Old Ships Remain in Service as Demo Candidates Few and Far Apart

The ship recycling market has seen limited activity for a number of weeks, as more and more old ships remain active, instead of being sold for scrap. The uncertainty regarding future “green” technologies and limited newbuilding deliveries are contributing factors to the above trend.In its latest weekly report, shipbroker Clarkson Platou Hellas said that “with another lacklustre week in the ship recycling industry, at least the world of sport is this week throwing up many different events: the Ashes, Formula 1 racing, the Women’s Football World Cup and the British Golf Open Championship, to entertain and divert the boredom away from the market place. Price levels are reportedly falling further in India on the back of the monsoon season hampering the destination and also, the weakened domestic steel market. Interestingly, there are also rumours of several vessels being re-routed from Chattogram towards India due to ongoing Letter of Credit restrictions and once again, it would appear financing in Bangladesh is difficult for tonnage over 10,000 ldt. With Pakistan remaining absent from the bidding table, there really is a sense of concern during these summer months as to where the available tonnage can be concluded to and perhaps, the shortage of tonnage at this current time is a blessing in disguise”, the shipbroker said.

Source: Clarkson Platou Hellas

Meanwhile, in a separate note this week, GMS, said that “prices continue to struggle across all of the major ship recycling markets, as Bangladesh further declined off of the back of depreciating currencies and sustained L/C struggles, while Turkey suffered similarly with declining steel plate prices, the Lira, and finally, its vessel prices. The supply of tonnage seems to have increased just slightly over the last couple of weeks (particularly from the Chinese market) and as such, many Owners and Cash Buyers have been left chasing down various recycling destinations amidst weakening prices”.

According to GMS, “as forecasted a few weeks ago, Pakistan finally seems ready to return into the game and has even overtaken an extremely lackluster Indian market wherefrom, lowball offers of below USD 500/LDT seem to be coming regularly in, with little success for all parties involved. As such, it may take some time to work through the L/C issues in Pakistan, but it is certainly encouraging to see various offers come back close to currently competitive levels. On the supply side, it has mostly been vessels from the Dry Bulk sector that continue to be introduced to the recycling markets, especially older Panamax and Handy units built in the 90s that are perhaps overdue for retirement from their respective fleets.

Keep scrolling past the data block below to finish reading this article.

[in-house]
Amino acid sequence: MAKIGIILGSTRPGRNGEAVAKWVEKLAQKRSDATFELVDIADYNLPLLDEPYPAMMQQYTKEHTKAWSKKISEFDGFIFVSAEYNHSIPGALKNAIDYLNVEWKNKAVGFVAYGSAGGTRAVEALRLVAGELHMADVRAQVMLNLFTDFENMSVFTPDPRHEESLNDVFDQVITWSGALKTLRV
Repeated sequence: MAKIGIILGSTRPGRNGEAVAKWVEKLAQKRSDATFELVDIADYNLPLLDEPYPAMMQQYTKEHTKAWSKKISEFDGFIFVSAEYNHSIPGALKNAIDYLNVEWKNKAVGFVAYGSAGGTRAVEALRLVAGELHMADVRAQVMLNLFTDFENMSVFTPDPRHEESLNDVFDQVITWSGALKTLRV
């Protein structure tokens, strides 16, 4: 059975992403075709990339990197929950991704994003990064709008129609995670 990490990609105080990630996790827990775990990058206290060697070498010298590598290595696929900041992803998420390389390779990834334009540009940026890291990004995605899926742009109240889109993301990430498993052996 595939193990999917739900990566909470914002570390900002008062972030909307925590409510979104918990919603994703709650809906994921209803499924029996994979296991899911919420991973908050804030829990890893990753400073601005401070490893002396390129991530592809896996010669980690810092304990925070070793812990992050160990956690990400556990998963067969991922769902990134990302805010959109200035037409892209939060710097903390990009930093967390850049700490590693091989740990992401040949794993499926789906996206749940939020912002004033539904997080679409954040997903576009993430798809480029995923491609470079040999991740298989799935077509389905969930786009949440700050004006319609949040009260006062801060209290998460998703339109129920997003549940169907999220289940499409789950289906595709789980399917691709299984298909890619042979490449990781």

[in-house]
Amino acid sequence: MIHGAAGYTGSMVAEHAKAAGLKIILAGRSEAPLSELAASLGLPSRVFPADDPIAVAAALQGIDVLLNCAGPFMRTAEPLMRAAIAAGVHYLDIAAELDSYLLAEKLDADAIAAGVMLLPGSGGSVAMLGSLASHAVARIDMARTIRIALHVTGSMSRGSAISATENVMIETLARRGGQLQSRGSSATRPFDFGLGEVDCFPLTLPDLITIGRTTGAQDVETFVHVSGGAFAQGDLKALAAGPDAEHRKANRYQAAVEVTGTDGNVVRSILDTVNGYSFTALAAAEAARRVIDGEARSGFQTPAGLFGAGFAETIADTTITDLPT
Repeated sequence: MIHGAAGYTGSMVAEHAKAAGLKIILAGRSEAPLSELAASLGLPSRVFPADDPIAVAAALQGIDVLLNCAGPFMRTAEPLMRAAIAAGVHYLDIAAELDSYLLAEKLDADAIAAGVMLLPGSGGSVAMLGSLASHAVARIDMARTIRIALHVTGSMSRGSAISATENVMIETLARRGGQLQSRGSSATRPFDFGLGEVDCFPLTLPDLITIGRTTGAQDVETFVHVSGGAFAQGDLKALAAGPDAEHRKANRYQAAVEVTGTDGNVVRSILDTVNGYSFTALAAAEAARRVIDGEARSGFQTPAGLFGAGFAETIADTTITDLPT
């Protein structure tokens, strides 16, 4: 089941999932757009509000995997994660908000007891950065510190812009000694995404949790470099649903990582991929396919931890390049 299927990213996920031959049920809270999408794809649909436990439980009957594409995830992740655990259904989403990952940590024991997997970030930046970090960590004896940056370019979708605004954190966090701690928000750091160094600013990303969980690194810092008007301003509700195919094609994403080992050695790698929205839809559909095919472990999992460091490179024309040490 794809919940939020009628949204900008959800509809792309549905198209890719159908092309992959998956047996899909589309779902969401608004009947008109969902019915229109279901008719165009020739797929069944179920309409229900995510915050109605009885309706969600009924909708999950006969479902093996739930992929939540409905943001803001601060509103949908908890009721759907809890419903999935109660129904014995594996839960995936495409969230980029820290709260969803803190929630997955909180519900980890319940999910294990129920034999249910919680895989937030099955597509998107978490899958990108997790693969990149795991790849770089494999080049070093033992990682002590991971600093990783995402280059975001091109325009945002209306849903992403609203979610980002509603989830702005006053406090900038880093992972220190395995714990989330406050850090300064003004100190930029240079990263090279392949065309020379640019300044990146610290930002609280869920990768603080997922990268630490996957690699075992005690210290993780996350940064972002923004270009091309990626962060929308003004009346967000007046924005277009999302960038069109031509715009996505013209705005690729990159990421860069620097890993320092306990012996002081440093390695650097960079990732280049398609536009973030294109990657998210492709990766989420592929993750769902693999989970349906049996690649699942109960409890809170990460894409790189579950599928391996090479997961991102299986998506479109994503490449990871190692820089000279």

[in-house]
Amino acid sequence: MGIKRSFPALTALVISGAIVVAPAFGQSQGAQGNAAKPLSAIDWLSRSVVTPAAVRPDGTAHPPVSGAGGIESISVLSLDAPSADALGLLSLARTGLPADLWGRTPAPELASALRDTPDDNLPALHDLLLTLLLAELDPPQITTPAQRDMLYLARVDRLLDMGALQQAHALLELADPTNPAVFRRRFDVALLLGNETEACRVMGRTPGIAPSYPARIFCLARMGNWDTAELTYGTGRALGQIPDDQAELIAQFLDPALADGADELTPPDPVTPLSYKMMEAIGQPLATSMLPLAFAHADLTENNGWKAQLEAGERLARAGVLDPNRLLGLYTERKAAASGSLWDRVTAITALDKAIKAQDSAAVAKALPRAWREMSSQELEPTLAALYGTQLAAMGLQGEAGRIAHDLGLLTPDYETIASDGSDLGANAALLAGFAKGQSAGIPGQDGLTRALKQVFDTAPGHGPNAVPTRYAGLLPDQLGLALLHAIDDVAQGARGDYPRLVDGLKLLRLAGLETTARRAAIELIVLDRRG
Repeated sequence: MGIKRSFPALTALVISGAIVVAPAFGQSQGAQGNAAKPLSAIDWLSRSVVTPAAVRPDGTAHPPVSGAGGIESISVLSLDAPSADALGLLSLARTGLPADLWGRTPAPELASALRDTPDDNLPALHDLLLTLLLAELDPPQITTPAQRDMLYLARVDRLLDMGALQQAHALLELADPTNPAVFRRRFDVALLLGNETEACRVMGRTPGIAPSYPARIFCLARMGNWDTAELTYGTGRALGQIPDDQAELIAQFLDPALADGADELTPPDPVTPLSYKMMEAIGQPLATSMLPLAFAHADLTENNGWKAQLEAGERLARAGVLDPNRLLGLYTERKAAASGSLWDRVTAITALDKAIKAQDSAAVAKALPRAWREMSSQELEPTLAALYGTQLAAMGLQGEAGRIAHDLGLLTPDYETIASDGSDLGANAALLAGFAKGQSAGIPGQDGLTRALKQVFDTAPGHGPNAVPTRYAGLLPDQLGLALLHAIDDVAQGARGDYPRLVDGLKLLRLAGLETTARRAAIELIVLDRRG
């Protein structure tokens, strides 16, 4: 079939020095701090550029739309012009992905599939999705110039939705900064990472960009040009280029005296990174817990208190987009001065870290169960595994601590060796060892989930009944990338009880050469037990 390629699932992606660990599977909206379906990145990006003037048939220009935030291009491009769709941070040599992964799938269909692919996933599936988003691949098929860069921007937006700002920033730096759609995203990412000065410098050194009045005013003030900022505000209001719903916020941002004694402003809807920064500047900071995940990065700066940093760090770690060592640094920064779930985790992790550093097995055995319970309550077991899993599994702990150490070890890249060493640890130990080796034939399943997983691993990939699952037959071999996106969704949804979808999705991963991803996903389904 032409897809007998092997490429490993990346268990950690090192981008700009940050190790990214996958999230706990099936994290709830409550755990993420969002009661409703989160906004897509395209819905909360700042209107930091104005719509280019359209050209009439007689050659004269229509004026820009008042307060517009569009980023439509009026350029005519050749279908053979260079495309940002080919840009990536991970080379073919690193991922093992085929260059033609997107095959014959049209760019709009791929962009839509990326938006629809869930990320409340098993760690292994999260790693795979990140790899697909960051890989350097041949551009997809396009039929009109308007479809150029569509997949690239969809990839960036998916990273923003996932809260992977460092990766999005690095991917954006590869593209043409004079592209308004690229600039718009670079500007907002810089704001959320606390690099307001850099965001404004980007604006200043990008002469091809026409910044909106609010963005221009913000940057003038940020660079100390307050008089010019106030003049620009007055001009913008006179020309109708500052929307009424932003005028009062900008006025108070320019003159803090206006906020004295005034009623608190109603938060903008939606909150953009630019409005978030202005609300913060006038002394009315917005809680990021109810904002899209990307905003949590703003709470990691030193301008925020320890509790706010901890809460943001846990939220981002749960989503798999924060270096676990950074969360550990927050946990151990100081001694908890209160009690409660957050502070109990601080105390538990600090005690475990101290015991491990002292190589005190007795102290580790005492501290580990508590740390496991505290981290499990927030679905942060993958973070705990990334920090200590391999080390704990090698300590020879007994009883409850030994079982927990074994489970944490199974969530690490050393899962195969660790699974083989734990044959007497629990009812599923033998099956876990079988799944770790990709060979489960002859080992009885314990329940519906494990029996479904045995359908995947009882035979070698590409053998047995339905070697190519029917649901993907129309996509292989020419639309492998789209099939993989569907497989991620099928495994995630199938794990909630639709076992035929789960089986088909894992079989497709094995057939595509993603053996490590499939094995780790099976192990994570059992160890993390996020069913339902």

Source: GMS

Post budget in Bangladesh has certainly been more difficult to get Central Bank approval on fresh L/Cs, but things seem to have eased up a touch this week as local Buyers are emerging once again, just as the tonnage flow is also increasing. Finally, the Turkish market seems to have taken a turn for the worst, as import and local steel prices, the Currency, and even vessel prices have all taken a tumble during this week, with some vessel indications reportedly coming in even below USD 300/MT. Overall, it will certainly take some time to absorb many of the unsold vessels not only being freshly proposed into the markets, but also those units in Cash Buyer hands and as such, sentiments and demand may remain somewhat muted for some time – at least until the monsoons start to subside”, GMS concluded.
Nikos Roussanoglou, Hellenic Shipping News Worldwide

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